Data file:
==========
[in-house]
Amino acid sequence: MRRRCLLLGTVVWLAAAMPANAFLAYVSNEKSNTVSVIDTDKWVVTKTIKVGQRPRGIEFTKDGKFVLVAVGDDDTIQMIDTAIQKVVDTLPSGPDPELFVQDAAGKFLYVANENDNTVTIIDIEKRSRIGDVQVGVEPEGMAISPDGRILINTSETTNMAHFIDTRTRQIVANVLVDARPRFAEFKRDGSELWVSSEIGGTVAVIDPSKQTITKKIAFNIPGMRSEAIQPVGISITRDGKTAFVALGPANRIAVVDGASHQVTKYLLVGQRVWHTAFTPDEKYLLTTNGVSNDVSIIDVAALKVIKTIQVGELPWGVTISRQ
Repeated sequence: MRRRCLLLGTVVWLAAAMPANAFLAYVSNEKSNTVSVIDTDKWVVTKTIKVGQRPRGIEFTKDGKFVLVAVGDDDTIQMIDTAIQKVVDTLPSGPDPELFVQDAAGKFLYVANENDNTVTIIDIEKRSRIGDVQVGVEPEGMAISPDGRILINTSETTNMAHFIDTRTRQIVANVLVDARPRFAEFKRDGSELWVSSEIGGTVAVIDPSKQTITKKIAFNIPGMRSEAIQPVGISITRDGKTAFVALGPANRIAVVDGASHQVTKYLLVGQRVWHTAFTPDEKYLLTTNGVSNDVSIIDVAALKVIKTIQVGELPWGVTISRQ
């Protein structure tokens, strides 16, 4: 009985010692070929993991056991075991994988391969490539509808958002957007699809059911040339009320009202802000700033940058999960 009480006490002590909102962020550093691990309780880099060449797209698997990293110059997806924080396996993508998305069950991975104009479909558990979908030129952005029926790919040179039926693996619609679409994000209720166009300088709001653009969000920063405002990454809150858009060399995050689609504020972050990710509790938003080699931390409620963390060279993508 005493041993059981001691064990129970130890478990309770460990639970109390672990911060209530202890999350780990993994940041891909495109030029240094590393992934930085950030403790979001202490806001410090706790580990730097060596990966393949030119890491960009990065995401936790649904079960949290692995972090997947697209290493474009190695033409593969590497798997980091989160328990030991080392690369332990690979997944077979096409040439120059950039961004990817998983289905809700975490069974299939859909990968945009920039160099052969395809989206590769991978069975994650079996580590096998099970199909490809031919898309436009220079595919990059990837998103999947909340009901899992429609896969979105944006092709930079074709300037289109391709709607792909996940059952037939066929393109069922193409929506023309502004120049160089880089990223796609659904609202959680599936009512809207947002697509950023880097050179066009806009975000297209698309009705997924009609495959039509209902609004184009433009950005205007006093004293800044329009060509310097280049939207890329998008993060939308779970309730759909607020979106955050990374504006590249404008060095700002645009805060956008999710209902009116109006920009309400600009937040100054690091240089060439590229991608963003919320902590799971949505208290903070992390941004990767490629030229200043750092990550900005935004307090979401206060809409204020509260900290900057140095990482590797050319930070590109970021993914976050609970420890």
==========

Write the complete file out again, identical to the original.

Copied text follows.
[in-house]
Amino acid sequence: MRRRCLLLGTVVWLAAAMPANAFLAYVSNEKSNTVSVIDTDKWVVTKTIKVGQRPRGIEFTKDGKFVLVAVGDDDTIQMIDTAIQKVVDTLPSGPDPELFVQDAAGKFLYVANENDNTVTIIDIEKRSRIGDVQVGVEPEGMAISPDGRILINTSETTNMAHFIDTRTRQIVANVLVDARPRFAEFKRDGSELWVSSEIGGTVAVIDPSKQTITKKIAFNIPGMRSEAIQPVGISITRDGKTAFVALGPANRIAVVDGASHQVTKYLLVGQRVWHTAFTPDEKYLLTTNGVSNDVSIIDVAALKVIKTIQVGELPWGVTISRQ
Repeated sequence: MRRRCLLLGTVVWLAAAMPANAFLAYVSNEKSNTVSVIDTDKWVVTKTIKVGQRPRGIEFTKDGKFVLVAVGDDDTIQMIDTAIQKVVDTLPSGPDPELFVQDAAGKFLYVANENDNTVTIIDIEKRSRIGDVQVGVEPEGMAISPDGRILINTSETTNMAHFIDTRTRQIVANVLVDARPRFAEFKRDGSELWVSSEIGGTVAVIDPSKQTITKKIAFNIPGMRSEAIQPVGISITRDGKTAFVALGPANRIAVVDGASHQVTKYLLVGQRVWHTAFTPDEKYLLTTNGVSNDVSIIDVAALKVIKTIQVGELPWGVTISRQ
């Protein structure tokens, strides 16, 4: 009985010692070929993991056991075991994988391969490539509808958002957007699809059911040339009320009202802000700033940058999960 009480006490002590909102962020550093691990309780880099060449797209698997990293110059997806924080396996993508998305069950991975104009479909558990979908030129952005029926790919040179039926693996619609679409994000209720166009300088709001653009969000920063405002990454809150858009060399995050689609504020972050990710509790938003080699931390409620963390060279993508 005493041993059981001691064990129970130890478990309770460990639970109390672990911060209530202890999350780990993994940041891909495109030029240094590393992934930085950030403790979001202490806001410090706790580990730097060596990966393949030119890491960009990065995401936790649904079960949290692995972090997947697209290493474009190695033409593969590497798997980091989160328990030991080392690369332990690979997944077979096409040439120059950039961004990817998983289905809700975490069974299939859909990968945009920039160099052969395809989206590769991978069975994650079996580590096998099970199909490809031919898309436009220079595919990059990837998103999947909340009901899992429609896969979105944006092709930079074709300037289109391709709607792909996940059952037939066929393109069922193409929506023309502004120049160089880089990223796609659904609202959680599936009512809207947002697509950023880097050179066009806009975000297209698309009705997924009609495959039509209902609004184009433009950005205007006093004293800044329009060509310097280049939207890329998008993060939308779970309730759909607020979106955050990374504006590249404008060095700002645009805060956008999710209902009116109006920009309400600009937040100054690091240089060439590229991608963003919320902590799971949505208290903070992390941004990767490629030229200043750092990550900005935004307090979401206060809409204020509260900290900057140095990482590797050319930070590109970021993914976050609970420890």